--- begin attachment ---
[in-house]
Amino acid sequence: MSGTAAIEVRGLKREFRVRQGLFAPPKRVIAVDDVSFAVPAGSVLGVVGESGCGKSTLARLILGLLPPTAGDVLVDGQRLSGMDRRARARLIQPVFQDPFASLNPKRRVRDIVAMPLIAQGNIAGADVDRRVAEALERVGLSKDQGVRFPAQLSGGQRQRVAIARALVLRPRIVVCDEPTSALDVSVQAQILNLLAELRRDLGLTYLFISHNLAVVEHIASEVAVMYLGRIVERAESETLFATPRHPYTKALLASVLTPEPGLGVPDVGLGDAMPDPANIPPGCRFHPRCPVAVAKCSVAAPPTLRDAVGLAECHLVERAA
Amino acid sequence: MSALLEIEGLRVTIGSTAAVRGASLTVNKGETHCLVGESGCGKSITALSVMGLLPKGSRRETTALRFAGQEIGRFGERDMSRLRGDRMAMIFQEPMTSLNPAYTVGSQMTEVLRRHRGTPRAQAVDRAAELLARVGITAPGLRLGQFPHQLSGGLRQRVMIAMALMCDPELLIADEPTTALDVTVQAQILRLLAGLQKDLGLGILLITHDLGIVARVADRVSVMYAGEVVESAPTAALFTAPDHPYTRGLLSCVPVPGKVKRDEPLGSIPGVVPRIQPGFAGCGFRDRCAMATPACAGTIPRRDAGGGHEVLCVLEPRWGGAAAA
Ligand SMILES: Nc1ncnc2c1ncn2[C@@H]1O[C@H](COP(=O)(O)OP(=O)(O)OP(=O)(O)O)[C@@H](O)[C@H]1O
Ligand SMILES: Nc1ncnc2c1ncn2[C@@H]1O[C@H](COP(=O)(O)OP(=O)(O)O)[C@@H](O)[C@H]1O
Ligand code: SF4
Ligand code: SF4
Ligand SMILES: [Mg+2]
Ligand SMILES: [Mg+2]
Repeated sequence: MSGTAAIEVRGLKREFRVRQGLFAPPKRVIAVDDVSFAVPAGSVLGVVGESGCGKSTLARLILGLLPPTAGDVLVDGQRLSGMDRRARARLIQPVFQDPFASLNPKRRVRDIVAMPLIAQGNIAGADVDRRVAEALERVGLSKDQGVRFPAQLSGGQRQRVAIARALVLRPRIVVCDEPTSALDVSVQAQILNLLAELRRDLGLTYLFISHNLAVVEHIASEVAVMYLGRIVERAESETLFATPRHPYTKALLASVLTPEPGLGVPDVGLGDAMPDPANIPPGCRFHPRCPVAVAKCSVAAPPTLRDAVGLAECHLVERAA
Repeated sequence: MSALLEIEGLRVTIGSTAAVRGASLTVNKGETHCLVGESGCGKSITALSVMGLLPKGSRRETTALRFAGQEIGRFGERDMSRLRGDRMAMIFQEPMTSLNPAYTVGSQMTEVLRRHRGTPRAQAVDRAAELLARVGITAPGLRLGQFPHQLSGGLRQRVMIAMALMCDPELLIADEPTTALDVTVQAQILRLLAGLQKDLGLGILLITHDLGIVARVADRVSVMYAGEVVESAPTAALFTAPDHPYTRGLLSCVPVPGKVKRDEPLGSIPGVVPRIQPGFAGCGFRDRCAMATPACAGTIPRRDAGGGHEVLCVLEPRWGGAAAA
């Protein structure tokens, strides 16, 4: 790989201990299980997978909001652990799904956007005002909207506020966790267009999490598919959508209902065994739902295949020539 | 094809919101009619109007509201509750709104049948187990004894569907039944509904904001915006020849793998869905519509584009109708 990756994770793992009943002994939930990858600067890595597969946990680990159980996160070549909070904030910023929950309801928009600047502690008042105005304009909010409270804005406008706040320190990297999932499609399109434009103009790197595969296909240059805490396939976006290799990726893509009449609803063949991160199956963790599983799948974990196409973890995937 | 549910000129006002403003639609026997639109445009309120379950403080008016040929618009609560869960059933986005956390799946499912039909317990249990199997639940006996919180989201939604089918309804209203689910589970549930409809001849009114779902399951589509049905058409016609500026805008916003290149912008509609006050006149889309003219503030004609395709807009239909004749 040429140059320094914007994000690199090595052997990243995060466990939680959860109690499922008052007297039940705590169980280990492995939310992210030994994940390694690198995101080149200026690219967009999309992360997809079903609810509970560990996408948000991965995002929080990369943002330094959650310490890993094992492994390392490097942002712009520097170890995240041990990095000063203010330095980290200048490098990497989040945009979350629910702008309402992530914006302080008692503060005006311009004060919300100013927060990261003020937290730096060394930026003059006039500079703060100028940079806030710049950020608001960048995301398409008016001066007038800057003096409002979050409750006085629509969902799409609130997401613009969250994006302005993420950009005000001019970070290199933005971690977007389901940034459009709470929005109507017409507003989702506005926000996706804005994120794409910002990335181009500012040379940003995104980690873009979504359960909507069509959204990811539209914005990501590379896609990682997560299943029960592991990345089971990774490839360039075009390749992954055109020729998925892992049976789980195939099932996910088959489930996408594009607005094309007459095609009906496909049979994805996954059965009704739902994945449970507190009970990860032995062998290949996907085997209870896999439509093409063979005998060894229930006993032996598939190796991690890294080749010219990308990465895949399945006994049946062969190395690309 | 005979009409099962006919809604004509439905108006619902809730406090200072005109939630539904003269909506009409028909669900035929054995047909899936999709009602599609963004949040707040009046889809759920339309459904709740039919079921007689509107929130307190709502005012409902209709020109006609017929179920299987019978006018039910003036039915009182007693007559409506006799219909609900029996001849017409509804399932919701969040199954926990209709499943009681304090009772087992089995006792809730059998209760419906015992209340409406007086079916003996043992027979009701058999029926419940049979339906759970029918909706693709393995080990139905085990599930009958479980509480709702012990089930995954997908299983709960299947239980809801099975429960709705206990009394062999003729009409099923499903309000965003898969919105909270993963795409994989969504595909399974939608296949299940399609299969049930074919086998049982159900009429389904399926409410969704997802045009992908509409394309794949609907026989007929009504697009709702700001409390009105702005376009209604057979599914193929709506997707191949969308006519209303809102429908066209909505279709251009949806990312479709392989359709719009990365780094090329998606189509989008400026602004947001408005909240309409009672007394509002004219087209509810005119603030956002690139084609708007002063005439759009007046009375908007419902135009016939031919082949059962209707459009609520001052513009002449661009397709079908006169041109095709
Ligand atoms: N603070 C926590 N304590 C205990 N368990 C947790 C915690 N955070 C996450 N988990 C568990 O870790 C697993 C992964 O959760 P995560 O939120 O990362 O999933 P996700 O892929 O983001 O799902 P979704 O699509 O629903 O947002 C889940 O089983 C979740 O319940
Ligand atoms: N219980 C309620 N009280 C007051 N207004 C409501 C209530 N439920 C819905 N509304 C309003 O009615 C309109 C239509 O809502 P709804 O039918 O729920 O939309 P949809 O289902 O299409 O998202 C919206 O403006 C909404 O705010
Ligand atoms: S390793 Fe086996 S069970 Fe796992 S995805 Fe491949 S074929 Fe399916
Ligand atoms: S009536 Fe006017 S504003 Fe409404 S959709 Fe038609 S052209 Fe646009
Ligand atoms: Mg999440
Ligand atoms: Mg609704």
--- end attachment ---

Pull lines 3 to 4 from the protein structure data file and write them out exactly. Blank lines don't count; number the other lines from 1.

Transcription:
Amino acid sequence: MSALLEIEGLRVTIGSTAAVRGASLTVNKGETHCLVGESGCGKSITALSVMGLLPKGSRRETTALRFAGQEIGRFGERDMSRLRGDRMAMIFQEPMTSLNPAYTVGSQMTEVLRRHRGTPRAQAVDRAAELLARVGITAPGLRLGQFPHQLSGGLRQRVMIAMALMCDPELLIADEPTTALDVTVQAQILRLLAGLQKDLGLGILLITHDLGIVARVADRVSVMYAGEVVESAPTAALFTAPDHPYTRGLLSCVPVPGKVKRDEPLGSIPGVVPRIQPGFAGCGFRDRCAMATPACAGTIPRRDAGGGHEVLCVLEPRWGGAAAA
Ligand SMILES: Nc1ncnc2c1ncn2[C@@H]1O[C@H](COP(=O)(O)OP(=O)(O)OP(=O)(O)O)[C@@H](O)[C@H]1O